War is declared between Canadian media and Meta
The Meta group along with Facebook and Instagram have decided to block access to publications originating from Canadian media, their parent company Meta said Thursday, June 22, in reaction to a just-passed law that requires the Web giants to pay to distribute local media content.
“Today, we confirm that news content will no longer be available on Facebook and Instagram for all users in Canada,” Meta said in a statement, stressing that it had warned “repeatedly” that this step would be taken.
“If the government can’t defend Canadians against the Web giants, who will?” reacted Heritage Minister Pablo Rodriguez. Facebook had “no obligation” to cut off this access, as the law had not yet formally come into force, he added. The Minister’s office also stressed that it had “met with Facebook and Google this week” and remained open to further discussions.
The decree, passed by the Canadian Parliament, requires the digital giants to enter into fair trade agreements with Canadian media for publications shared on their platforms, or risk binding arbitration.
Justin Trudeau, himself, criticized Meta for blocking some Canadians’ access to online information during tests, saying the company was “deeply irresponsible and out of touch” by refusing to pay journalists for their work. His opposition to the bill, he said, was “misguided [and] dangerous for our democracy and our economy”.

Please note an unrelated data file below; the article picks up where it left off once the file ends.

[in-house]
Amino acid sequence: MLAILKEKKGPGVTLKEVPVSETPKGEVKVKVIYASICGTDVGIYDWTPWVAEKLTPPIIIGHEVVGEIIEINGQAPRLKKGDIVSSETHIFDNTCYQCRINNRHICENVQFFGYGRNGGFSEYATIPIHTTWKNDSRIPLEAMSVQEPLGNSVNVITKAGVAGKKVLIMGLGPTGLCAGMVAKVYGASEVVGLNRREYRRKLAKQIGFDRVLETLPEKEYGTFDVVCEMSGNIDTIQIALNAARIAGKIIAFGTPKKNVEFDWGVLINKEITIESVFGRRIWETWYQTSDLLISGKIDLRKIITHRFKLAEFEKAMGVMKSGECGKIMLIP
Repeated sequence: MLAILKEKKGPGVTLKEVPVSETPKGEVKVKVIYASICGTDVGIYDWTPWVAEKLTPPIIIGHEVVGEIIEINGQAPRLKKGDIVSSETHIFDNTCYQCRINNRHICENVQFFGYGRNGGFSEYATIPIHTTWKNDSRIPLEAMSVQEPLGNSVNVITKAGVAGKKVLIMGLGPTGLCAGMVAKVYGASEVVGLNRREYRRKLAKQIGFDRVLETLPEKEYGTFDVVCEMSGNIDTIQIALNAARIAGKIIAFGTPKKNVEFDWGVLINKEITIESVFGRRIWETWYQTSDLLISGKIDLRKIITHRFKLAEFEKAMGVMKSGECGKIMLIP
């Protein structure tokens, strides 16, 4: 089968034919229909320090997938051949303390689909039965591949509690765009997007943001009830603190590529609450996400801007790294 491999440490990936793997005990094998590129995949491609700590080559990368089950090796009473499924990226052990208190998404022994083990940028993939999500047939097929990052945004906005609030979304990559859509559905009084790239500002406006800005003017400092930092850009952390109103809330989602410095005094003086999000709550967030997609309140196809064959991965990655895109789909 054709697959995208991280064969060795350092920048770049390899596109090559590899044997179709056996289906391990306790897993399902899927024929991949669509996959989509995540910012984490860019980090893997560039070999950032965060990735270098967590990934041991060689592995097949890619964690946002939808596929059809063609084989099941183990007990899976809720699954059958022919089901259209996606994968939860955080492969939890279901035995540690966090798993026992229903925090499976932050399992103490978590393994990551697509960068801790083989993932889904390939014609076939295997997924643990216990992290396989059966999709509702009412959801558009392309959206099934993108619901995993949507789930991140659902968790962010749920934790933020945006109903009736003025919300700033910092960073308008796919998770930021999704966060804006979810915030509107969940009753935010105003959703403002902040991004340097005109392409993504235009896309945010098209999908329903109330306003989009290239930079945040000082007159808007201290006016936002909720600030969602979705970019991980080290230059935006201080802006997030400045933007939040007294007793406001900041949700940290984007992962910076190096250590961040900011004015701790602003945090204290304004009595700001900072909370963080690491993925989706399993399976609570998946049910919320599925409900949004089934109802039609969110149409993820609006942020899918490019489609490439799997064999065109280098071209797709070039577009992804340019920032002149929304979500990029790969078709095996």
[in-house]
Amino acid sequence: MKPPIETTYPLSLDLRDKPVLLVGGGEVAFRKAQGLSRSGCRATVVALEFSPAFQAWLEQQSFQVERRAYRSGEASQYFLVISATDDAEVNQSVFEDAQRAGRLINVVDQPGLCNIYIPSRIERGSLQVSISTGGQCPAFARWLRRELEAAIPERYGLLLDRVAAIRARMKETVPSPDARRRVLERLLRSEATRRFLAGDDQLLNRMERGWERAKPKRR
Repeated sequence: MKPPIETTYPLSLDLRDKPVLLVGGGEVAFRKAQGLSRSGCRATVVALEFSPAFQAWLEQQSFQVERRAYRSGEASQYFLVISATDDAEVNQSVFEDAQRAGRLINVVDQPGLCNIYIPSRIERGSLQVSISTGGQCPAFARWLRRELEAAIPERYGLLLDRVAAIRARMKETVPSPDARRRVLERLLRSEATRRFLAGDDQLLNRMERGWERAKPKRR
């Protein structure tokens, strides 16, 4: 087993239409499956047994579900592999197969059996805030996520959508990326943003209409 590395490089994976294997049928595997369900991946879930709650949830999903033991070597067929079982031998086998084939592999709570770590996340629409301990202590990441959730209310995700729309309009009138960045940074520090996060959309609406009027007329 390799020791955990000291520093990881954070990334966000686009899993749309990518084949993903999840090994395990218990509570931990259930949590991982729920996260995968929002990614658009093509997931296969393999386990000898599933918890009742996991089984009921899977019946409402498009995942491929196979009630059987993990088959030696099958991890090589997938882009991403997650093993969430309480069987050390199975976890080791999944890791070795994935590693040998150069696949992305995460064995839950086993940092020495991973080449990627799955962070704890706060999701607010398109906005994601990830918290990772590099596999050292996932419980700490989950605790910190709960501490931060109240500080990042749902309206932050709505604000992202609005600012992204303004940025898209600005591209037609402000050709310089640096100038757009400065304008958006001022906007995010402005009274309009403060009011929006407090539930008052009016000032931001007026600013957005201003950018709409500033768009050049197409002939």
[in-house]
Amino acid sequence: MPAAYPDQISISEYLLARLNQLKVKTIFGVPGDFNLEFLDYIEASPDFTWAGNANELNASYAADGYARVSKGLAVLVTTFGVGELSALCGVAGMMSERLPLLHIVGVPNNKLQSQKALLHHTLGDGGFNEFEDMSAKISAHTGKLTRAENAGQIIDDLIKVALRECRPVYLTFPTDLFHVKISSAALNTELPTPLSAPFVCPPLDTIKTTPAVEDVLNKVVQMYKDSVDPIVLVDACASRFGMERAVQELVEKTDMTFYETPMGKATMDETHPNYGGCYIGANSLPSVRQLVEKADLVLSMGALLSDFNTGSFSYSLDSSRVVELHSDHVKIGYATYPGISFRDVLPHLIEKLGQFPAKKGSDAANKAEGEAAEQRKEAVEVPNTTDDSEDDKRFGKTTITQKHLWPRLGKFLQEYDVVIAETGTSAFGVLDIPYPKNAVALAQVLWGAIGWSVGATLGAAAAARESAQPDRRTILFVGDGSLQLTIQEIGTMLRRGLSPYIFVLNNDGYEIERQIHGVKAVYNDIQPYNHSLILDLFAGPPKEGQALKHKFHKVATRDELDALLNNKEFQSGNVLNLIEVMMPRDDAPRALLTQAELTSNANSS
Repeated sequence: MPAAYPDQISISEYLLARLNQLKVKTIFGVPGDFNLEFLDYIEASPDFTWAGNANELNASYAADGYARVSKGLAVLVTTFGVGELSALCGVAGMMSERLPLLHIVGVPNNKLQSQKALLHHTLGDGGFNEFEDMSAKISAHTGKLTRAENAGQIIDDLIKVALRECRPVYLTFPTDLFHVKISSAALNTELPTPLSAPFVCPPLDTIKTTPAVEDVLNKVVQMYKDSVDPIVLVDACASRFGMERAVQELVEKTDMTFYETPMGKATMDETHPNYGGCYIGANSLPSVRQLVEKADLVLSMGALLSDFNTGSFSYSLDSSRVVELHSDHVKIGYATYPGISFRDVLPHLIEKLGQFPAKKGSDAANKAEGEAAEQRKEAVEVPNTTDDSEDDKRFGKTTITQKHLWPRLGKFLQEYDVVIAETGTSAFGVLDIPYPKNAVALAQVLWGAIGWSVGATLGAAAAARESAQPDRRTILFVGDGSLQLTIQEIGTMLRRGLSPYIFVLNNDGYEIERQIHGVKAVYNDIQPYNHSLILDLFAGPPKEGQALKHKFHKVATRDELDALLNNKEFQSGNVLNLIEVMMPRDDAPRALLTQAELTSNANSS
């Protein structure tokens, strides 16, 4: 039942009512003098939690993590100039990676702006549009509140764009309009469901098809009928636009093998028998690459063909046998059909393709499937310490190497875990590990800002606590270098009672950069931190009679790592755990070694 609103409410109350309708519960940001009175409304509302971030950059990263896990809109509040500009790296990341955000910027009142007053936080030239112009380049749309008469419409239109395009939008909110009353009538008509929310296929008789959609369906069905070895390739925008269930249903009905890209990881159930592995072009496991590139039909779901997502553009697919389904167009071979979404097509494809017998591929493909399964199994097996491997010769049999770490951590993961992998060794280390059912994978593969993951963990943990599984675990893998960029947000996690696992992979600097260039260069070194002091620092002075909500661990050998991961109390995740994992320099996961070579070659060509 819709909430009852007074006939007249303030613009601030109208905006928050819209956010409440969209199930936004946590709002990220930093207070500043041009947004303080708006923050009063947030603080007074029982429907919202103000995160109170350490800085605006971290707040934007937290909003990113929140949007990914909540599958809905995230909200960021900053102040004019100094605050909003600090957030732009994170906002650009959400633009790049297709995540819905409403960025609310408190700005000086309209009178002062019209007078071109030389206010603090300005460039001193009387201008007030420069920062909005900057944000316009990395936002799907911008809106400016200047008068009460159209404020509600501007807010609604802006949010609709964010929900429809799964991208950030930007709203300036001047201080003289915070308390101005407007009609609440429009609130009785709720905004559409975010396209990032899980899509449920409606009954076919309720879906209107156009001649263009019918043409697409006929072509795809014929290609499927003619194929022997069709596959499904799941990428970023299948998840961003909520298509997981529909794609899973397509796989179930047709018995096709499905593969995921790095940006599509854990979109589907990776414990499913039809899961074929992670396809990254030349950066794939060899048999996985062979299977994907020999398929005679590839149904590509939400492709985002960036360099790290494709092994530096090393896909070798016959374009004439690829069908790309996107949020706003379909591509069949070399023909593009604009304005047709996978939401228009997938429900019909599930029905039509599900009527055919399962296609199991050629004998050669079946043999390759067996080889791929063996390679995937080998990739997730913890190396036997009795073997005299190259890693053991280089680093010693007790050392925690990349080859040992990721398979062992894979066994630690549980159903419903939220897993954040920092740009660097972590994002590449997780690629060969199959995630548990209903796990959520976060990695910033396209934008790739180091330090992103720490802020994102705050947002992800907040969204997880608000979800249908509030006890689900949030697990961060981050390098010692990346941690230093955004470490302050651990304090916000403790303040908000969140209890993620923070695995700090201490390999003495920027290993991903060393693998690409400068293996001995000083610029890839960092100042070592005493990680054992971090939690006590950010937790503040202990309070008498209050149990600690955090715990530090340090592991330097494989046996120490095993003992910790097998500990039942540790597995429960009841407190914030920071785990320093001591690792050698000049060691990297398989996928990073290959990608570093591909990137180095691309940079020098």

For months, Meta and Google have reported that they are carrying out tests on a small proportion of the Canadian population, restricting their access to news sites.
Google and Meta have criticized the legislation, which is intended to support Canada’s news sector, which, according to the Minister, is “in crisis”. More than 450 Canadian news media have closed their doors since 2008, according to the ministry.
The Australian government was the first to enact legislation protecting Australian media. The text was easily adopted after Facebook and Google reached agreements to avoid being subject to binding arbitration.
The European Union was a pioneer in introducing a “neighboring right” in 2019, which should enable press publishers to be remunerated for content used by online platforms. After some reluctance, Google signed agreements with French newspapers in November, a world first. AFP signed an agreement with Google at the end of 2021 that remunerates the agency for five years for the content presented by the American giant, as well as two commercial contracts, also for five years.